Rosalina Tuyuc Velásquez (49) belongs to the Maya-Kaqchikel ethnic group. Orphan, wife, mother and widow, displaced and persecuted. She fights so that the Guatemalan State will admit its responsibility for the arrest, disappearance and death of thousands of Guatemalan people. She tries to overcome her terror and embraces life. She demands justice, dreams of peace, respect towards women, the well being of the indigenous people.
Rosalina Tuyuc Velásquez is a Guatemalan indigenous woman who belongs to the Maya-Kaqchikel ethnic group. She is from a family of agriculturists. She is Catholic with the spirituality of her Mayan people. This woman, short in stature, carries within her the memories of the armed forces of her country committing atrocities against the indigenous people. “When I was removed from my land, when I became a widow and an orphan, I began to see the pain and suffering of the people. I was not the only one in that situation. Hundreds of thousands of families shared it. Mothers and widows joined forces searching for a solution for the conflict. We wanted to defend our children from compulsory military service, to confront the menace of the Civil Self-Defense patrols (similar to the death squadrons).” There is something terrible in all wars, “the indifference towards the most weak, towards the ones who cannot speak, towards pain and suffering.” And it is precisely this indifference that pushes Rosalina Tuyuc Velásquez into militancy. “I feel happy to belong to an organization like the National Coordination of Widows of Guatemala (Conavigua) and to work for the people, for the indigenous people, even if I continue to feel afraid.” But she goes on. And she dreams “of that day when the demands of the indigenous people will be understood: the demand for respect for life, the right to their own culture, the right to be different.”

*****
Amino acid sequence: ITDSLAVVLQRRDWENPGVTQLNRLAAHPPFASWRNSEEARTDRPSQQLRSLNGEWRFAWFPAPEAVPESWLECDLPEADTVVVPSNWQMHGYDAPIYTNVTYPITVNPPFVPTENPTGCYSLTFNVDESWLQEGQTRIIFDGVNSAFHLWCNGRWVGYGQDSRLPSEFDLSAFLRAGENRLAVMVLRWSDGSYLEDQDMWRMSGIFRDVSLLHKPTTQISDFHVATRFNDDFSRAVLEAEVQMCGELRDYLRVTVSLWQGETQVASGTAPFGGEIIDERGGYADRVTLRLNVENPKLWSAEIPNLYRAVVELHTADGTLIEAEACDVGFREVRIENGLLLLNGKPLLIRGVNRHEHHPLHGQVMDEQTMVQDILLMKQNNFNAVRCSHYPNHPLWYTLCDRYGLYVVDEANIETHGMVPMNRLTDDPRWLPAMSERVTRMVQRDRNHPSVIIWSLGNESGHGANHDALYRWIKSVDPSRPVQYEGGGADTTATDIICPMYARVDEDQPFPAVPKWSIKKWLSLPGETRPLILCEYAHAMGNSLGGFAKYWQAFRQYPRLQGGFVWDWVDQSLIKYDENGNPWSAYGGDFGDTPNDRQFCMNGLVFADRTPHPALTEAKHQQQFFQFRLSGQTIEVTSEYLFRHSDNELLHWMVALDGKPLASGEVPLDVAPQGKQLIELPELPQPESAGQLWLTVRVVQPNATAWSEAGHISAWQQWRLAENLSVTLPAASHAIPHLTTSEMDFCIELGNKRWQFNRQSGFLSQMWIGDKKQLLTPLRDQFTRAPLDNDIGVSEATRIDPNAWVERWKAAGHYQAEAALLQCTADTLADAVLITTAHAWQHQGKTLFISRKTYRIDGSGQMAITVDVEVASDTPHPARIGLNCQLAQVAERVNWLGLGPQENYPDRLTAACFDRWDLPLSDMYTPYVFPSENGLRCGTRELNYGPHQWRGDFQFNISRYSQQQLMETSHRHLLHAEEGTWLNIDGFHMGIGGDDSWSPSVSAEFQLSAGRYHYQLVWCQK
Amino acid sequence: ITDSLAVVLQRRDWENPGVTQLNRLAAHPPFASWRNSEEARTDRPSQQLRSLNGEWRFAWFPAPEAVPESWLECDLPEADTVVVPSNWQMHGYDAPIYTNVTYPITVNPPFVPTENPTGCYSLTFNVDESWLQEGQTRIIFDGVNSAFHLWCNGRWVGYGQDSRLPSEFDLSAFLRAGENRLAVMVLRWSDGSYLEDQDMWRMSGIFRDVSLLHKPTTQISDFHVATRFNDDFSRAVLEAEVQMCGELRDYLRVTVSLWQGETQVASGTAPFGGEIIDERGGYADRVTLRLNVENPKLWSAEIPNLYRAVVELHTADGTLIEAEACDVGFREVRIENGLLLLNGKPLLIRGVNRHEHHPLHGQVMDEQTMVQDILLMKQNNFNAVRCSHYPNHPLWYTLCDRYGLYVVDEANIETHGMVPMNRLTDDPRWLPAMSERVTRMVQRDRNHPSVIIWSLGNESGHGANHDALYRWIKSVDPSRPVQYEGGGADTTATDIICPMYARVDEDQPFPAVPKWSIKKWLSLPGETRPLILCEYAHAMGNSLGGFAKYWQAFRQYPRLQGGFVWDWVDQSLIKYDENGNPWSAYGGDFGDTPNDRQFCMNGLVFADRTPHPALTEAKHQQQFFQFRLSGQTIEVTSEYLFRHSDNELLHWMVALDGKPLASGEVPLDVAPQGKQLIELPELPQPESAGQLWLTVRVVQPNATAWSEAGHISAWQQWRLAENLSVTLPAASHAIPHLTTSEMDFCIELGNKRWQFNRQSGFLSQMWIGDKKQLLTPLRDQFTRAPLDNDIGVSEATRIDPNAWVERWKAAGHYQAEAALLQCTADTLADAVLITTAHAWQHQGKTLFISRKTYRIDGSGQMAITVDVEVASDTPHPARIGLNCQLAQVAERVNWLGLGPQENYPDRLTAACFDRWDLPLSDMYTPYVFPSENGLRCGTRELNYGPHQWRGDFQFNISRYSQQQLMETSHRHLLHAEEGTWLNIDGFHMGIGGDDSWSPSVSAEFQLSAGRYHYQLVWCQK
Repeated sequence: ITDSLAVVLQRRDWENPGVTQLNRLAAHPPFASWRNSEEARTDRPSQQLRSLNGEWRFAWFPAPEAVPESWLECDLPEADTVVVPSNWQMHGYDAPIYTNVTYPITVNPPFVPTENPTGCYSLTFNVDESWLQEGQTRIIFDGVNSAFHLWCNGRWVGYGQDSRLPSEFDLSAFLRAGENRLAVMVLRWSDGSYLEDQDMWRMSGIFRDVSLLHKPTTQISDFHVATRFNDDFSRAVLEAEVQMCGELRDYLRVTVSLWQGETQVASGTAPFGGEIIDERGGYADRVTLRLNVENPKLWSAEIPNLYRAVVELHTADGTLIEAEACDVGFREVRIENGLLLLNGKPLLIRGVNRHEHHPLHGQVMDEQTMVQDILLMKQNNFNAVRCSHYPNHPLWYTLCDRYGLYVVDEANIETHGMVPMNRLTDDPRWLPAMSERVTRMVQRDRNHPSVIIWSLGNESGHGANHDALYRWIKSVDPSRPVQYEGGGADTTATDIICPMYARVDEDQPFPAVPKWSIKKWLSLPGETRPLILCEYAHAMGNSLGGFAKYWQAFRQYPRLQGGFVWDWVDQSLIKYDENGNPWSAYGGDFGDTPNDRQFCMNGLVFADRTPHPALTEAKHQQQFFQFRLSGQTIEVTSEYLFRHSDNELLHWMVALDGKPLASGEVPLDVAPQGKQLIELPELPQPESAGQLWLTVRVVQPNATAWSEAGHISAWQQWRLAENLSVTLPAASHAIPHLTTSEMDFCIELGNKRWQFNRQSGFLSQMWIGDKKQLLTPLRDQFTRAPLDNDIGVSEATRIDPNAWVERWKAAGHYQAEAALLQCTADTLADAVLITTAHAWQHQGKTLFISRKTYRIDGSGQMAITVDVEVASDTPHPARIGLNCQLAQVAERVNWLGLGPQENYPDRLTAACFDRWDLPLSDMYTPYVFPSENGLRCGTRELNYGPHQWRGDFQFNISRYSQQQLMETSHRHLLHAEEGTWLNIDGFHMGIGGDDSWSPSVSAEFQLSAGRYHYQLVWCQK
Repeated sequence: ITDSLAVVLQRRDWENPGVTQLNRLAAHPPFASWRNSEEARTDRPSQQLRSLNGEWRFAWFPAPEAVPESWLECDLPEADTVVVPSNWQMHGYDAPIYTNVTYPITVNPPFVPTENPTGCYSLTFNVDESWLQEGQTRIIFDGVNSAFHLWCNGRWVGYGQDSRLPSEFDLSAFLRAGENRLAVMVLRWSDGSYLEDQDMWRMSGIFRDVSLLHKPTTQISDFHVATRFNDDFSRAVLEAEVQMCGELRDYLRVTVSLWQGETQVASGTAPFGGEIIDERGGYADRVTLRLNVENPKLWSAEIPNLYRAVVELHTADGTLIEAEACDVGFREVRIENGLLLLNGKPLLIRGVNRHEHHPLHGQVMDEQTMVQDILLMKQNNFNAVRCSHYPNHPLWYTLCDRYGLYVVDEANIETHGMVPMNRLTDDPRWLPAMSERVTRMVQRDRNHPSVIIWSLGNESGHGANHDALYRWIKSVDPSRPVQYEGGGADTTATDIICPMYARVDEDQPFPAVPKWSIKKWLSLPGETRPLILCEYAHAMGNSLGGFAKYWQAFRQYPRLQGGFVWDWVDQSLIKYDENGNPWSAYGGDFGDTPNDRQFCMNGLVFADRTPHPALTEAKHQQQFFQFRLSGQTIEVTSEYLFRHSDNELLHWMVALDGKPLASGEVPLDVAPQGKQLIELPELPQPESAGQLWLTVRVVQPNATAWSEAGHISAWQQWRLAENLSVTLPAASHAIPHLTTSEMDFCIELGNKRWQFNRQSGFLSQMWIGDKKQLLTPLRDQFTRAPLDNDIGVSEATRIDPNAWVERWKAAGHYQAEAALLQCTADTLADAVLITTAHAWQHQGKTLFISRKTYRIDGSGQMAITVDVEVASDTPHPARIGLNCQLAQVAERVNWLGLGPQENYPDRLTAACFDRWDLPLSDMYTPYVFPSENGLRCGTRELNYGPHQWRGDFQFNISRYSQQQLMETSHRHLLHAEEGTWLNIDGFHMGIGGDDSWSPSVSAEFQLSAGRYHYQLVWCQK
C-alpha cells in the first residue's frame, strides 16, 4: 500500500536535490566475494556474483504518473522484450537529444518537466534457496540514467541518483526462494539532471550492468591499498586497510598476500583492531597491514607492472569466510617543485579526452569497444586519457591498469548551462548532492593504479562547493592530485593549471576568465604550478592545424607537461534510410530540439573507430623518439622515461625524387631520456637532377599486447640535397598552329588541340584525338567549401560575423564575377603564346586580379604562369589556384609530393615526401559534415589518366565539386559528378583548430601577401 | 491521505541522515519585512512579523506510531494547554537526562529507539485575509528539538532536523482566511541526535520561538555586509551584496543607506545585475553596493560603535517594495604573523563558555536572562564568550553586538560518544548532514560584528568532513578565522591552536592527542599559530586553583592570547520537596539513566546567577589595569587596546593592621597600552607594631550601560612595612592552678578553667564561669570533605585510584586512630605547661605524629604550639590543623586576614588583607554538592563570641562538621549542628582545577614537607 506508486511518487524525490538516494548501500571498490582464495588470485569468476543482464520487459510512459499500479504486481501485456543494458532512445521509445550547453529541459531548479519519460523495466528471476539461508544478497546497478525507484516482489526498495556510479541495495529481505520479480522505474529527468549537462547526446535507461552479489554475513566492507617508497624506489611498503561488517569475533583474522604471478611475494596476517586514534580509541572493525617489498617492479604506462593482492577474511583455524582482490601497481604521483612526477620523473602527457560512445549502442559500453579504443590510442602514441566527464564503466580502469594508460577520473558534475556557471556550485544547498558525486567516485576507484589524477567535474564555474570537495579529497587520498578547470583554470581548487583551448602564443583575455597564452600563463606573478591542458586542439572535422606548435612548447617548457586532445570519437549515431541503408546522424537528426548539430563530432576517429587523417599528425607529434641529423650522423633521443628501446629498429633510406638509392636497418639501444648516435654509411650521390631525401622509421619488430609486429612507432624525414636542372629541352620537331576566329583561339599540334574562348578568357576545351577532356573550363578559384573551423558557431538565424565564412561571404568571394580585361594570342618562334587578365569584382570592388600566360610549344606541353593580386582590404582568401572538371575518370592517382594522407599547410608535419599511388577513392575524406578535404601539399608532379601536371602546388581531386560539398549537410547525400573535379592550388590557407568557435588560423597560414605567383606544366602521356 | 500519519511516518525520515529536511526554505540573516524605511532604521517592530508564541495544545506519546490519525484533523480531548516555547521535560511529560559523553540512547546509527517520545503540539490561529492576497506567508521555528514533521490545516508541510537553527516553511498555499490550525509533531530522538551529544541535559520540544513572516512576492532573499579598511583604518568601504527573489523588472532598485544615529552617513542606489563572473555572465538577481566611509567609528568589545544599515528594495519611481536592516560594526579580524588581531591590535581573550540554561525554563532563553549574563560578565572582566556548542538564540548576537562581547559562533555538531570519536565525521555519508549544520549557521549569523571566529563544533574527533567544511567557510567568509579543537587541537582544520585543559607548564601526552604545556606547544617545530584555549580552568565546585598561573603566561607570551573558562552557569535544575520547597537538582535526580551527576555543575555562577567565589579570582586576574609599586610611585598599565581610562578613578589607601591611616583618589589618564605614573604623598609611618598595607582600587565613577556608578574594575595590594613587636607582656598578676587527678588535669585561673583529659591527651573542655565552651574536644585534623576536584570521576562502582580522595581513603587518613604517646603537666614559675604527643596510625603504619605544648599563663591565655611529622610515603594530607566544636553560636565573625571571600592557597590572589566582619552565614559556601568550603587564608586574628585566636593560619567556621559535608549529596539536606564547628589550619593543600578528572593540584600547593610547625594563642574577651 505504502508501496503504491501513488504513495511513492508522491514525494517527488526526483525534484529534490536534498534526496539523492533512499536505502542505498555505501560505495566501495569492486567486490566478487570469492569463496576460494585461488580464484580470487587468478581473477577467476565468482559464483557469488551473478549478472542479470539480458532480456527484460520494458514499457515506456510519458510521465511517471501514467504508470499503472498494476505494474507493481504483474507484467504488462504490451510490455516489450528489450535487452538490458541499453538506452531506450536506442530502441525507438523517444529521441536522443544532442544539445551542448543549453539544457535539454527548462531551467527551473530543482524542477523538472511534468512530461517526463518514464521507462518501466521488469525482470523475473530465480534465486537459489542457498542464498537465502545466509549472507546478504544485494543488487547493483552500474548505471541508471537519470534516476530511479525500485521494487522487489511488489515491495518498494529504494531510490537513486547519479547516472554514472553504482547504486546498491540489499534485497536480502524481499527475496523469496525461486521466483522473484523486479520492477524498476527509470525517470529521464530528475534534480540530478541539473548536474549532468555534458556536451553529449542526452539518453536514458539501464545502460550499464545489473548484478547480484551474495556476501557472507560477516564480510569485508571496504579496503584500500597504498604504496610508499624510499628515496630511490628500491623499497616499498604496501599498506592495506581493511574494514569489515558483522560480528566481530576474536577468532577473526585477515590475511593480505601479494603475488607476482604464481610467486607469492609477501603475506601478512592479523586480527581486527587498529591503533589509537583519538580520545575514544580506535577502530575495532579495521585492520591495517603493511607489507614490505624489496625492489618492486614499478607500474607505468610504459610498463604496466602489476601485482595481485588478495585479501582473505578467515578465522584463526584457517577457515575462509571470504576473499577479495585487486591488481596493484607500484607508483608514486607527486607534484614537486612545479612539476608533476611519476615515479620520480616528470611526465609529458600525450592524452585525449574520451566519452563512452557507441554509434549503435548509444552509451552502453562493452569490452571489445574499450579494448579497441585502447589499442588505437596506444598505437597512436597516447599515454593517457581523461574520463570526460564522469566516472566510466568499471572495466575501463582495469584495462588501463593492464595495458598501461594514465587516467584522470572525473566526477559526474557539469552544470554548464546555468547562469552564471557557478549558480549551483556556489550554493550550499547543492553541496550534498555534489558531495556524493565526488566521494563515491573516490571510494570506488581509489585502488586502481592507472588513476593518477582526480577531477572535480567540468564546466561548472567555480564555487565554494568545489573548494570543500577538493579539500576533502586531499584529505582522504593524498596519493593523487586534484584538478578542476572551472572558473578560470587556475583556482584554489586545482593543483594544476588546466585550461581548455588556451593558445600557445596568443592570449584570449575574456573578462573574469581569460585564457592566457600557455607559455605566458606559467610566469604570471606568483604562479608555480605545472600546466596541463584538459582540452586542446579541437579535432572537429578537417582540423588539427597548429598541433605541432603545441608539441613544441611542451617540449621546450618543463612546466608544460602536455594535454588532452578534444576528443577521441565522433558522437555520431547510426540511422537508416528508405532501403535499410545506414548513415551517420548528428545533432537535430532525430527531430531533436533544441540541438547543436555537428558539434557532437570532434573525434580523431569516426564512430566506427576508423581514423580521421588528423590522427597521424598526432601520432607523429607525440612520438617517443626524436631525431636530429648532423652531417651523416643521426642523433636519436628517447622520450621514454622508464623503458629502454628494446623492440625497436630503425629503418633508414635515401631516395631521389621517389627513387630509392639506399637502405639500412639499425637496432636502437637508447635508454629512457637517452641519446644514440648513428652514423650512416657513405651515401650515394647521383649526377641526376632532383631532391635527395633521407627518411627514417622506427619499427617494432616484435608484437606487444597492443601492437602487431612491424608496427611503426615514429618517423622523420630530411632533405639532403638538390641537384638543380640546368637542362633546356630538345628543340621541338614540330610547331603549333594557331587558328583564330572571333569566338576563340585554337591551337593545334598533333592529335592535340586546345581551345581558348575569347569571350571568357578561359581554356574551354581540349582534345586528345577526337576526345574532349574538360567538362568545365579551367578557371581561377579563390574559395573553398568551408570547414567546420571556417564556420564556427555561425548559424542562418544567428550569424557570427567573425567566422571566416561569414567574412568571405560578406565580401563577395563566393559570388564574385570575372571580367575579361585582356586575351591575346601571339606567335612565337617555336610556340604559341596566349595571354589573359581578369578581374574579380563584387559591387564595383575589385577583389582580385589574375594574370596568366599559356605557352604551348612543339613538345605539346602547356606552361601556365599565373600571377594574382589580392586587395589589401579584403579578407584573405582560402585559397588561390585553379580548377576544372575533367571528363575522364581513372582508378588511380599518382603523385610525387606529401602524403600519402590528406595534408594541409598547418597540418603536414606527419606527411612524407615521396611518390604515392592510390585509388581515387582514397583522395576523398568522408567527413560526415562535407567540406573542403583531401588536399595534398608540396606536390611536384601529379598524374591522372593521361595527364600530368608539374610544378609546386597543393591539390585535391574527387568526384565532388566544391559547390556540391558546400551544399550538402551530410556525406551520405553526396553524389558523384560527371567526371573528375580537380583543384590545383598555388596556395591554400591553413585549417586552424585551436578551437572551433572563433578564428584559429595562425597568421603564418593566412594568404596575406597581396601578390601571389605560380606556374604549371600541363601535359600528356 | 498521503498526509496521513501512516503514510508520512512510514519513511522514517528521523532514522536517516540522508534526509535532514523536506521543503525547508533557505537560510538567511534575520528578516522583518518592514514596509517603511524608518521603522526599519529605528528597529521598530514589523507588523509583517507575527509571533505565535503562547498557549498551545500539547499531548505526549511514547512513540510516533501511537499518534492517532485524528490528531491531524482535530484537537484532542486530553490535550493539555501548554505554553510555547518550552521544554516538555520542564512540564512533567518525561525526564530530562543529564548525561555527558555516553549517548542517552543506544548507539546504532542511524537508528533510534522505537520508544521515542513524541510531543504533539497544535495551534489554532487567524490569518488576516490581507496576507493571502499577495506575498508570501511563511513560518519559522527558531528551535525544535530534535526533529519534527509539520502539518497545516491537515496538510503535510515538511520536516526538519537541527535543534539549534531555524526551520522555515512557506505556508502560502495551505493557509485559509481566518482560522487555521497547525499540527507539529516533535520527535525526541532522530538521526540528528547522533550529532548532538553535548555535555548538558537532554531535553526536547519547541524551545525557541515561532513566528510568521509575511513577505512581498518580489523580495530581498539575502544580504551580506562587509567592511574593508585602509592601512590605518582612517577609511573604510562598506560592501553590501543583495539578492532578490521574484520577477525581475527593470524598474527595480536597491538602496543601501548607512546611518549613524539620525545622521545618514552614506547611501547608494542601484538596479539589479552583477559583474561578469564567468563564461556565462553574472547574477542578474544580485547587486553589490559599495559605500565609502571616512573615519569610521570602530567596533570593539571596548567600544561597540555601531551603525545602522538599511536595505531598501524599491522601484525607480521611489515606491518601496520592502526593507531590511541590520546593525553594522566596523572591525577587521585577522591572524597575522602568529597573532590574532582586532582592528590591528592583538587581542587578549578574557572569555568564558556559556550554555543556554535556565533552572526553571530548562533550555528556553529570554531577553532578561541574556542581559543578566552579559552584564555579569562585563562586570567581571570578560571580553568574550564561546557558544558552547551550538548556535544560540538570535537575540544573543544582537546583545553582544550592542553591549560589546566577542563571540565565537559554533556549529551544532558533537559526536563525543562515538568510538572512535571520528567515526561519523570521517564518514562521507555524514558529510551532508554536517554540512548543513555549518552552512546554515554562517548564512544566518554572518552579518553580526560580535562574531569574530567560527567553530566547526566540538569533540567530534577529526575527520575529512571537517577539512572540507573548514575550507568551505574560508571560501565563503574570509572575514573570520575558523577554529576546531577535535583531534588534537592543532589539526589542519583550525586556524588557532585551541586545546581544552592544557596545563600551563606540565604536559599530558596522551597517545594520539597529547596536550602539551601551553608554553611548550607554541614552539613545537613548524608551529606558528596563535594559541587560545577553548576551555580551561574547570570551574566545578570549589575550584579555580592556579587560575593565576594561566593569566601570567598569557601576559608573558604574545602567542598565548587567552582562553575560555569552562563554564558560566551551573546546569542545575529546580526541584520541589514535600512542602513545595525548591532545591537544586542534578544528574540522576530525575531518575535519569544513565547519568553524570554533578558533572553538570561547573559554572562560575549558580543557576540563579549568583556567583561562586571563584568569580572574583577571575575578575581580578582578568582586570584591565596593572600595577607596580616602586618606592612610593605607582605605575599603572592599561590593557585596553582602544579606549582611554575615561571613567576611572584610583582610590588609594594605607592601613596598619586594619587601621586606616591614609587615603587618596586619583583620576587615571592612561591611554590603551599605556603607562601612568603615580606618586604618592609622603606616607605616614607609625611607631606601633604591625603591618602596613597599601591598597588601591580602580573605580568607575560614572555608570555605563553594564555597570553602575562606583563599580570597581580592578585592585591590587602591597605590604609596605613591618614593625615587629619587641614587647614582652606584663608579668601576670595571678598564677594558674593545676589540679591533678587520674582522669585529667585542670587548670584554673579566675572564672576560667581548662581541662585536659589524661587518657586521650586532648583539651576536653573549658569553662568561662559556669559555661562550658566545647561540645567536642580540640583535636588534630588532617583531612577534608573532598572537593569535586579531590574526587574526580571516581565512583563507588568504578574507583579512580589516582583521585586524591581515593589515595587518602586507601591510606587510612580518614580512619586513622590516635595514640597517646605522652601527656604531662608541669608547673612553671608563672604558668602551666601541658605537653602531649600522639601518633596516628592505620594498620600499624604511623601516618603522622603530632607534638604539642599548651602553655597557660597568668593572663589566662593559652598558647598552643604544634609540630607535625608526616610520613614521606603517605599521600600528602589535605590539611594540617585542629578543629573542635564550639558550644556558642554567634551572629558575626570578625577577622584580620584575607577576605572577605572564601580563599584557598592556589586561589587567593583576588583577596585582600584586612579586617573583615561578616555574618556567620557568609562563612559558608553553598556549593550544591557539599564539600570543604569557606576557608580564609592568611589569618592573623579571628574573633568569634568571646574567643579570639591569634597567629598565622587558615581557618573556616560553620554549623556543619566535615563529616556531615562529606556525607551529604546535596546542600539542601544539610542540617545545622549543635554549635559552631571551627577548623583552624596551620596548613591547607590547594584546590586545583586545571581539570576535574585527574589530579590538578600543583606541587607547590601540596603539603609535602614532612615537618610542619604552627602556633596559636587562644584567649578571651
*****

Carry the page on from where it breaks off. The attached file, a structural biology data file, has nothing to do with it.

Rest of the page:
Coordinadora Nacional de Viudas de Guatemala (Conavigua)